Dennis Stattman on Asset Allocation

The always-terrific Barron’s has a nice interview with Dennis Stattman, head of the Blackrock Global Allocation Fund, one of our value-oriented competitors in the global asset allocation arena.  He’s done a terrific job for many years, and his value-oriented approach turns out to be a very good complement to our relative strength approach.  (For full articles on this topic, see Global is the New Core and The “All-in-One Fund” With a Twist.)  For me, the highlight of the interview was this exchange about the role of global go-anywhere funds:

Barron’s: There’s been a lot more money flowing into asset-allocation funds that can invest in many different styles, including the fund you run. What’s your take on this trend?

It isn’t surprising that the category is growing in popularity. It reflects the frankly dismal job that the most popular category, equity-only mutual funds, have done, as shown by the dismal results they have delivered to investors over long periods of time. They just haven’t provided a good risk-return trade-off. Furthermore, the idea that somebody can buy six different U.S. stock funds and somehow achieve useful diversification just isn’t an effective idea. It never was a good idea, and now it has been proved wrong. So having the ability to go anywhere is what, ideally, a fund manager should have. But there are very, very few individuals or teams who have the experience and who are equipped to do this.

I wholeheartedly concur with his remark on style-box diversification being completely inadequate, but I think the problem is not with equity-only mutual funds, but rather reflects the issue of poor portfolio construction.  Too often portfolio construction has focused on assets (as in asset allocation) on not on diversification by strategy.  Value and relative strength work well together because they are essentially strategic opposites: relative strength is trend following, and value is mean-reverting.  It’s not too surprising that their excess returns are uncorrelated, but that makes them a wonderful blend for a client portfolio.

Lots of clients own Blackrock Global Allocation, but how many of them know how much their portfolio can potentially be improved with the addition of our Global Macro strategy?

To obtain a fact sheet and prospectus for the Arrow DWA Tactical Fund (DWTFX) or the Arrow DWA Balanced Fund (DWAFX), click here.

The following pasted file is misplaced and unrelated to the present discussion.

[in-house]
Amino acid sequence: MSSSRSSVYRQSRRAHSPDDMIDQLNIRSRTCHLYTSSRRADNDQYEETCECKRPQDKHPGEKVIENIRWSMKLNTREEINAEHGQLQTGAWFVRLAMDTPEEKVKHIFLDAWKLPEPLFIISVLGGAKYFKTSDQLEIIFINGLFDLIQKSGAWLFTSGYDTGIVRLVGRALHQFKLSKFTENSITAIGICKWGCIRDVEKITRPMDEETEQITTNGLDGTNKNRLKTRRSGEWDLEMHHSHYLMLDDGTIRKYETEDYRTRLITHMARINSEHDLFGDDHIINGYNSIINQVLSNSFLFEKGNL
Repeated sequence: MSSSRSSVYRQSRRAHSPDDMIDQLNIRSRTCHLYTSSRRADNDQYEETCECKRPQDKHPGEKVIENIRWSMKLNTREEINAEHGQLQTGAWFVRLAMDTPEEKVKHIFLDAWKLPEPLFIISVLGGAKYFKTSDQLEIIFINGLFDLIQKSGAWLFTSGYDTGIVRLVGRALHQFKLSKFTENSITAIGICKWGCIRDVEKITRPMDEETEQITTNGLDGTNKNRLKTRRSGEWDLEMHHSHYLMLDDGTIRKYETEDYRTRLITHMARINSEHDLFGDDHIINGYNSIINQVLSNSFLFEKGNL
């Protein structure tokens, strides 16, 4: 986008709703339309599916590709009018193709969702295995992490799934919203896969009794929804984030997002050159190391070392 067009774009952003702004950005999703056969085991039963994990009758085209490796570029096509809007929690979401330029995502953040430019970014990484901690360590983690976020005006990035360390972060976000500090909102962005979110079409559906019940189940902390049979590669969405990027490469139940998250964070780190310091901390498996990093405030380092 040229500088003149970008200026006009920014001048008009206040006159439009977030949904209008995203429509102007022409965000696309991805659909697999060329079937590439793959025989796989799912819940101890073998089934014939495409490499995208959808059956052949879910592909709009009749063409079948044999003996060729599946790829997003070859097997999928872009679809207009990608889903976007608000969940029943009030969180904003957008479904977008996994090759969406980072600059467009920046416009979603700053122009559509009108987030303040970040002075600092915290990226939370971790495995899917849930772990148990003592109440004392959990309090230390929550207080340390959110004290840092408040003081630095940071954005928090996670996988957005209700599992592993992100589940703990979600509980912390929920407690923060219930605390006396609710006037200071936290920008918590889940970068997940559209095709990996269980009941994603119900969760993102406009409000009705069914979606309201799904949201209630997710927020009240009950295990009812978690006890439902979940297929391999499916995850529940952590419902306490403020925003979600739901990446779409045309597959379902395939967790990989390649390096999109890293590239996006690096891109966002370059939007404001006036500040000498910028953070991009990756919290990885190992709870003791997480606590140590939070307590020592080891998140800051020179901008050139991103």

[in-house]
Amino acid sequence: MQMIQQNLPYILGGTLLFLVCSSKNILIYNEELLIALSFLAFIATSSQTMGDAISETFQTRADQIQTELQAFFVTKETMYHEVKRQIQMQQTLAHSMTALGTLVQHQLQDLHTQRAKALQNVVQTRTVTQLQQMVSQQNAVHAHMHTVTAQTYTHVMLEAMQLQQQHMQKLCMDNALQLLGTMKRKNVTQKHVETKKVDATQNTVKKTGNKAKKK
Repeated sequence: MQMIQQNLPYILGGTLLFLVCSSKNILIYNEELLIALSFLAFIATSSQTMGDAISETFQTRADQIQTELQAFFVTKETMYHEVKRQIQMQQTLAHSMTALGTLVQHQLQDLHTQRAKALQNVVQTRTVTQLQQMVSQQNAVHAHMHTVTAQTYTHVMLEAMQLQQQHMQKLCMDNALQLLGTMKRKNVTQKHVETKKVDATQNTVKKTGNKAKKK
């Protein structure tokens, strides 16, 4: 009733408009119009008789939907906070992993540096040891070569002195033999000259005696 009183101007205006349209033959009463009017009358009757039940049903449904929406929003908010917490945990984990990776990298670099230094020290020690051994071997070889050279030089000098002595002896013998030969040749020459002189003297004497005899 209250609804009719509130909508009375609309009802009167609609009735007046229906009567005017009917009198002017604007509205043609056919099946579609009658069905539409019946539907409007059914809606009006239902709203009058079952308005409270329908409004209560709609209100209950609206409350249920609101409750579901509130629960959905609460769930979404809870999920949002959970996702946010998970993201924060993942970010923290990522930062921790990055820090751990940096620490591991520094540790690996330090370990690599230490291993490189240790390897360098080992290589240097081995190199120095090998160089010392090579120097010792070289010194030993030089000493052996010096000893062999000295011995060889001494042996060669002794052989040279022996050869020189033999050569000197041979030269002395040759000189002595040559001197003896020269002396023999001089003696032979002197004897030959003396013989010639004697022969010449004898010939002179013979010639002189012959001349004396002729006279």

Click here for disclosures.  Past performance is no guarantee of future results.

3 Responses to Dennis Stattman on Asset Allocation

  1. Russ says:

    I enjoy your blog and your approach to investing. I have been quite intriqued by this idea that value and momentum are the true complimentary investing styles or strategies.
    After this post, I downloaded price histories for Stattman’s fund and DWAFX from yahoo finance. Over the time both funds were open (8/9/2006), I calculated a correlation of 0.927. Not quite the strategic balance I was hoping for.
    Of course, this doesn’t disprove the idea, but it leaves me searching for examples this value/momentum pairing would improve diversification.

  2. Mike Moody says:

    You should remain intrigued! You have to check the correlation between the excess returns, not the raw returns. (I specify excess returns in my post, but it’s an easy distinction to miss.) If you look only at raw returns, most equity funds will be highly correlated because they are, well, equities!

    However, if you look at the periods of over- and under-performance, you will see that when RS does well, value will often lag, and vice versa. In fact, for many products, RS and value excess returns are negatively correlated.

    If you run your correlation differently, I’m betting you will get much different results.

  3. nick sadowsky says:


    I think it is worth re-posting the RS based Global Allocation + Value based Global Allocation ROR and St. Dev Chart on the blog. Different percentage weights of Global Macro and MDLOX from ’99-’10 to illustrate these points. It was in John’s Market Tech. Ass. presentation if I recall correctly. Nick